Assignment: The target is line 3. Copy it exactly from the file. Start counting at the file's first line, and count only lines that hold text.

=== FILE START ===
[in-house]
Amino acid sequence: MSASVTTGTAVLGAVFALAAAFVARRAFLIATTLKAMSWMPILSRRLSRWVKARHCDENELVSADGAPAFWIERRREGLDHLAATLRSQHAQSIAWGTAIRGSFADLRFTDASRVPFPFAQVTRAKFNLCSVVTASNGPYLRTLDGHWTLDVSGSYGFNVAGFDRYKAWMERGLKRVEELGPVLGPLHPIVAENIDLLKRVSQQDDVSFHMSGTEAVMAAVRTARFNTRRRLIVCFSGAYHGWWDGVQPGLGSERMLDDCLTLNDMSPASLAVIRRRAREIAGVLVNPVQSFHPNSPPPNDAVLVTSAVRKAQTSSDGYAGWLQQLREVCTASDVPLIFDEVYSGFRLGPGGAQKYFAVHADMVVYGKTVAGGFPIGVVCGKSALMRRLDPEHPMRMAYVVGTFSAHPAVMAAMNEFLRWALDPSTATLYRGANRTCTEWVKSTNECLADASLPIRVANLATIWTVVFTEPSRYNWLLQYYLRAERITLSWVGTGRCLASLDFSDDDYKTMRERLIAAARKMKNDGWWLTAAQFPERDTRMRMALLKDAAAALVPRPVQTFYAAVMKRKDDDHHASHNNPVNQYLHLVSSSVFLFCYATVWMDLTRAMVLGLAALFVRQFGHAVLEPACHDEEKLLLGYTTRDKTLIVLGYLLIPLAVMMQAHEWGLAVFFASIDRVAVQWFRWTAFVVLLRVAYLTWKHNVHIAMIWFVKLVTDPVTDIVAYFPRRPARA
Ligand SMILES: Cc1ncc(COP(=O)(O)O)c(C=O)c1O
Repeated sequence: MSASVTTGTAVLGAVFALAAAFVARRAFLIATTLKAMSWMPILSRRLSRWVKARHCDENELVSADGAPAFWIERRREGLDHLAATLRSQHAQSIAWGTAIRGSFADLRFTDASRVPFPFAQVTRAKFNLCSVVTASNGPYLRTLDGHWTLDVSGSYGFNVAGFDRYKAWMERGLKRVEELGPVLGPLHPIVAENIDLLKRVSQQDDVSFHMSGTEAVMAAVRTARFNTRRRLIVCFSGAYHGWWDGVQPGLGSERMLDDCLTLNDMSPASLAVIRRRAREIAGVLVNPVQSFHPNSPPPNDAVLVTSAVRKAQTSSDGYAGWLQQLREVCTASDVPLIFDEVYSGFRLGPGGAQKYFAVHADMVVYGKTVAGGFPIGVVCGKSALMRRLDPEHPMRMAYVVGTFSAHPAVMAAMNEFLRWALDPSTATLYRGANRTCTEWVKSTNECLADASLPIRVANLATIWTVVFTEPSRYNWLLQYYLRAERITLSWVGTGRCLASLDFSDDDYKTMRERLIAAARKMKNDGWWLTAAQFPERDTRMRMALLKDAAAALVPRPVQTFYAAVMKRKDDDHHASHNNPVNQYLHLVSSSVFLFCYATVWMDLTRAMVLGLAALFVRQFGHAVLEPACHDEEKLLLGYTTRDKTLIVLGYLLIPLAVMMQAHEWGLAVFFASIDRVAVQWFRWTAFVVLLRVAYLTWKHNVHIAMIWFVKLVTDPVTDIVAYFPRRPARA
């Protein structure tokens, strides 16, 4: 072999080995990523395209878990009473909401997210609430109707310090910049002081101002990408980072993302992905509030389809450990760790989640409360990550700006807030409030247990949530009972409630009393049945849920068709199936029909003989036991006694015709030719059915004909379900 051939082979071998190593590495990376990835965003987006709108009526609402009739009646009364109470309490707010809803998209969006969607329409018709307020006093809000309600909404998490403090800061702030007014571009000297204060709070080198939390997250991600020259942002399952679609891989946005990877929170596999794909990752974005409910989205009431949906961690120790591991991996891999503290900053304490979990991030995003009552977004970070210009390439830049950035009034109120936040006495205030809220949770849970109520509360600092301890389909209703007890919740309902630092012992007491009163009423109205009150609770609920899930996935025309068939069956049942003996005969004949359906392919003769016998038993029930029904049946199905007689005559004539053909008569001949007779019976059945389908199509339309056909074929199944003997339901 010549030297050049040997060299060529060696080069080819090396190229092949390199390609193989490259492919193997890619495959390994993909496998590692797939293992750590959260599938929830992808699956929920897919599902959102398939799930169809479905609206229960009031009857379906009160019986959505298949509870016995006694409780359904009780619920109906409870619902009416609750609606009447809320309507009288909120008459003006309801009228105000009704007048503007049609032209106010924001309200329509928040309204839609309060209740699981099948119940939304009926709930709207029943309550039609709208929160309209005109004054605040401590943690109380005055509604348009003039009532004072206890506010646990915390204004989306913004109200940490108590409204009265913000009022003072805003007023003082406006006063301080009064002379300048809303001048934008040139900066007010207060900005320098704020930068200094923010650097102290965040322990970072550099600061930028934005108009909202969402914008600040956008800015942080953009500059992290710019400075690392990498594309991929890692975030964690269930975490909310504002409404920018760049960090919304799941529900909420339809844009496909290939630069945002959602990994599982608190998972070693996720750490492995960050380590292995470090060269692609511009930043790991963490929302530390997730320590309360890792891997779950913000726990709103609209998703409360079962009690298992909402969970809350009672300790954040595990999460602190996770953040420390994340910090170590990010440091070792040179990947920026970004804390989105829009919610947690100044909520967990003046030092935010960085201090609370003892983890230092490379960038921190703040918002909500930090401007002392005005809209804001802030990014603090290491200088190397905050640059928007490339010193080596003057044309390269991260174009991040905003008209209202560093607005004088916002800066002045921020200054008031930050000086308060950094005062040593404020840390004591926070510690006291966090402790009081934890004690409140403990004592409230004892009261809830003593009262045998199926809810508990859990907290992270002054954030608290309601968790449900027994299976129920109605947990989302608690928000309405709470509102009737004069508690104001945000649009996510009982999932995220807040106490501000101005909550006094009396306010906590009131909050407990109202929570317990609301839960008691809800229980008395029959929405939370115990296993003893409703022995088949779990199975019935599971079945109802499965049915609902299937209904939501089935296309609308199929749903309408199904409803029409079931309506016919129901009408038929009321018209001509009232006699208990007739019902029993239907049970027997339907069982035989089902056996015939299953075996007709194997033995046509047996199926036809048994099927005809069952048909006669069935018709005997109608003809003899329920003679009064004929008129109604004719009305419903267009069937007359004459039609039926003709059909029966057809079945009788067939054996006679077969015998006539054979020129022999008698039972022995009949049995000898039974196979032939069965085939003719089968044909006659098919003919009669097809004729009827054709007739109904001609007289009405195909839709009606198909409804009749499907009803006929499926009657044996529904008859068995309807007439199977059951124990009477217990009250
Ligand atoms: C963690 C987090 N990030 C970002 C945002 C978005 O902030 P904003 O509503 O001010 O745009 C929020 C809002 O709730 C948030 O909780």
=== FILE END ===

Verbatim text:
Ligand SMILES: Cc1ncc(COP(=O)(O)O)c(C=O)c1O